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Addison Blue Line Station Gripes Aired

 Residents and alderman got together Tuesday night to discuss possible improvements to the Addison Blue Line station.
Addison Blue Line Station
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AVONDALE — Dangerous crosswalks, poor snow removal and lack of wheelchair accessibility are all problems nearby residents have with the Addison Blue Line Station.

Those issues and others were discussed Tuesday evening by a handful of nearby residents, two alderman and representatives from the Active Transportation Alliance who toured the station to figure how best to improve rider experience at the station.

Nearly 3,000 people use the station each day, and even more use it on Cubs games day when riders get off it to board the Addison bus to Wrigley Field.

But doing so means crossing Addison Street as cars zoom by from east and west with even more fly by from an exit ramp for the Kennedy Expressway.

"It's not a safe area for crossing, and that's a major focus for this area," Ald. Ariel Reboyras (30th) said.

The group quickly ran into other issues with the station, including a lack of a ramp or elevator for wheelchair users to get down to the train platform from the street level.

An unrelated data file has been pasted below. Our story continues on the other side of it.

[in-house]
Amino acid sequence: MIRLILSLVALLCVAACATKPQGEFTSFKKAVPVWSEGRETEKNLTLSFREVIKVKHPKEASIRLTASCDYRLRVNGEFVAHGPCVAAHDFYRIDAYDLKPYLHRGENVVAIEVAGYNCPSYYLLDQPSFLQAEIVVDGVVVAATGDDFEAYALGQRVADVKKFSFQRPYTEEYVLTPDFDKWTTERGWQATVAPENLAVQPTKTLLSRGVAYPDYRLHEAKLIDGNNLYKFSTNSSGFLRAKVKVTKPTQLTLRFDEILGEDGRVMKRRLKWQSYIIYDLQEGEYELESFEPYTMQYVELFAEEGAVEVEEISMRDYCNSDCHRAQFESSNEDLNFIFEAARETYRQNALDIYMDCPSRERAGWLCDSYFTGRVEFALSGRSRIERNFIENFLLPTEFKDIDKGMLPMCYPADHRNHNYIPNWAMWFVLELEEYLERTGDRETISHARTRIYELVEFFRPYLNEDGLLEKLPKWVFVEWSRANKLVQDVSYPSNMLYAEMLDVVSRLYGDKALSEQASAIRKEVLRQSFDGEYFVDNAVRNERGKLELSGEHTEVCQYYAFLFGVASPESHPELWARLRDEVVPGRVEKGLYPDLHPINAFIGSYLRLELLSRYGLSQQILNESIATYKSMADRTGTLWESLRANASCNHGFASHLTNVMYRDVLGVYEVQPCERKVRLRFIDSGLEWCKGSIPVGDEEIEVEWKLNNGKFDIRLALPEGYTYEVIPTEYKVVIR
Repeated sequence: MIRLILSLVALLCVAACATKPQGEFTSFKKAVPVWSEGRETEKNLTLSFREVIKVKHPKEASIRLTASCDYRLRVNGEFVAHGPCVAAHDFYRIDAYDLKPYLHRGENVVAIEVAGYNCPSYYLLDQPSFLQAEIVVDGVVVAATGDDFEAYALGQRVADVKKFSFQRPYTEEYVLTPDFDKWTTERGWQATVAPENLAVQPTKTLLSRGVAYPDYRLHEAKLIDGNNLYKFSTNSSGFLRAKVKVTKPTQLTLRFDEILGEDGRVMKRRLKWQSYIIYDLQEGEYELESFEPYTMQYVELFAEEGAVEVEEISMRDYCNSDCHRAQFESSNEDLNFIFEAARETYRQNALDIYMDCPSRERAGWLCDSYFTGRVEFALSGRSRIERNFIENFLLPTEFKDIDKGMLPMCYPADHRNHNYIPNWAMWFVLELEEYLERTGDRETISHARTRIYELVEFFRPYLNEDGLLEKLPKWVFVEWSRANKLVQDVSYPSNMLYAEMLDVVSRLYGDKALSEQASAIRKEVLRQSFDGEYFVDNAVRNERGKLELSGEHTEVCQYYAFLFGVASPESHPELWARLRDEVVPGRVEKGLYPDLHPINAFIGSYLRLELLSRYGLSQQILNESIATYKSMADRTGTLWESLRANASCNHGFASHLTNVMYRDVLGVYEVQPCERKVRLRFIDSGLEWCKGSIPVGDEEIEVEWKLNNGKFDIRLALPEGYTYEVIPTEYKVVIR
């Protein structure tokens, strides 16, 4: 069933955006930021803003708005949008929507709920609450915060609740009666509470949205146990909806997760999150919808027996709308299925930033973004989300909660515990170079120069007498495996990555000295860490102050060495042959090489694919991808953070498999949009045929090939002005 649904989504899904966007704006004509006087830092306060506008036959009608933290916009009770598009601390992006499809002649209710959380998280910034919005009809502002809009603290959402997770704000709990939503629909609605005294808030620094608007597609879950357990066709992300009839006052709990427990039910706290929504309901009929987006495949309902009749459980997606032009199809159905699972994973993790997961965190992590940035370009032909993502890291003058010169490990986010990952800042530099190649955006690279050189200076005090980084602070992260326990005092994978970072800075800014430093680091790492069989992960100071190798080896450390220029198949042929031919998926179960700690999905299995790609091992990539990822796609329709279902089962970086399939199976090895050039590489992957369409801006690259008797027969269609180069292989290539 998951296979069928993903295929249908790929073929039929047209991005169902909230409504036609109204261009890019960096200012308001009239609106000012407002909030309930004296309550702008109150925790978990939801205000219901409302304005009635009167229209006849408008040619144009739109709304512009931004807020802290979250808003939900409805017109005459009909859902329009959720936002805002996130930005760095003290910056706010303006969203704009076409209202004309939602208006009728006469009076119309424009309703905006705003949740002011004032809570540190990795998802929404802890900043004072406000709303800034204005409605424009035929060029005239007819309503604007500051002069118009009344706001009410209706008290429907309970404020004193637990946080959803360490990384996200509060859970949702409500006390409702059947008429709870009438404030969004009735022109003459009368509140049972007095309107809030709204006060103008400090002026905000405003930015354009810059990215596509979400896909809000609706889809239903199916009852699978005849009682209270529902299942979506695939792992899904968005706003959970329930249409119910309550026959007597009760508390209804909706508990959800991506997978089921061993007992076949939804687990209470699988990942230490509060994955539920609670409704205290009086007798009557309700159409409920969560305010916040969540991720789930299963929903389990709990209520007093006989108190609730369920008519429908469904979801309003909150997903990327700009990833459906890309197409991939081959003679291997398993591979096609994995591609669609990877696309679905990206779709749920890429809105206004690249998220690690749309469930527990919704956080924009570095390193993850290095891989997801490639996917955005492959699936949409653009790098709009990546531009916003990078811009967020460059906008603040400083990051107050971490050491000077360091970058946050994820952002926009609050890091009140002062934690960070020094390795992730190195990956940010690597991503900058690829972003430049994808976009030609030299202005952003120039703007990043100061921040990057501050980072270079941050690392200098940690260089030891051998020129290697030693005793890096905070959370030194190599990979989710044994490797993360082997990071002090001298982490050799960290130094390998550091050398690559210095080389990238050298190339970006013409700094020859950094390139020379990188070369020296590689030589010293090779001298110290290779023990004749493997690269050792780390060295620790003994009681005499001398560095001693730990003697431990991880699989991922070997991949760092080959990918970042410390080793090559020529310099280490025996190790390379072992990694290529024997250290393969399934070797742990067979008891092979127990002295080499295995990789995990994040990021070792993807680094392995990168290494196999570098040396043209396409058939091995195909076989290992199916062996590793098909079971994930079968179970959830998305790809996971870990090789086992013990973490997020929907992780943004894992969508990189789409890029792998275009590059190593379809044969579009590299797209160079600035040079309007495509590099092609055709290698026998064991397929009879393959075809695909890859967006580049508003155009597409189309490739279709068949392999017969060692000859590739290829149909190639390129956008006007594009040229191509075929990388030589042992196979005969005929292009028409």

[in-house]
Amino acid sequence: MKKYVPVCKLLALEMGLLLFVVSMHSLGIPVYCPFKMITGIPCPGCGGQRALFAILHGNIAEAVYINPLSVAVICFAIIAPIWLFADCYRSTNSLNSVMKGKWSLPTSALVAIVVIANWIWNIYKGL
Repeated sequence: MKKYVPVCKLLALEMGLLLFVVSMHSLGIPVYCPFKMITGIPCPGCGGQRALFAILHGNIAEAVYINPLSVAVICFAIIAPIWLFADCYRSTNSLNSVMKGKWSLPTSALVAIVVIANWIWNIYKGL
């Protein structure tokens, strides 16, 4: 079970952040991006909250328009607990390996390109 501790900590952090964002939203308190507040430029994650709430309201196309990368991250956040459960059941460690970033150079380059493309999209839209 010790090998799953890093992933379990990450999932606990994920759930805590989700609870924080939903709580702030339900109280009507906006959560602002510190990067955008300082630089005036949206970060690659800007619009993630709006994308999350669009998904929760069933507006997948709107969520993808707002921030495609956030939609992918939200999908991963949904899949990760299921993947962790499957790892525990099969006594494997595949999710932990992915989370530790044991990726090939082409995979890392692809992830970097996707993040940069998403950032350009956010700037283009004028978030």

Ald. Rey Colon (35th), whose ward also touches on the intersection next to the station, was troubled by the lack of ADA accessibility.

"It's very un-wheelchair accessible," he said. "It's just kind of like, if you have a wheelchair, this is not a stop you want to use."

Many of the residents were also concerned bicycle safety on the bustling Addison Street.

"It's so challenging to bike on this street because of lane width, the speed of the cars, parked cars — it's just so challenging," said nearby resident Kevin Dekkinga, adding, "Addison was never meant to be a high-traffic street. It's just a few block south of Irving Park."

Active Transportation Alliance campaign manager Brenna Conway, who set up the meeting, said is gathering information to create a report on the station for people interested in the issue and for agencies such as the Illinois Department of Transportation and the CTA.

"We sit down and we look at that, and we offer suggestions about what the community can do to move those projects forward," she said.

Both aldermen said the event helped them better understand the most glaring issues with that intersection as well as commuters at large.

"It's eye opening to come down here with a group and identify all the different challenges, but it's encouraging because identifying the problem is the first step to make improvements," Colon said.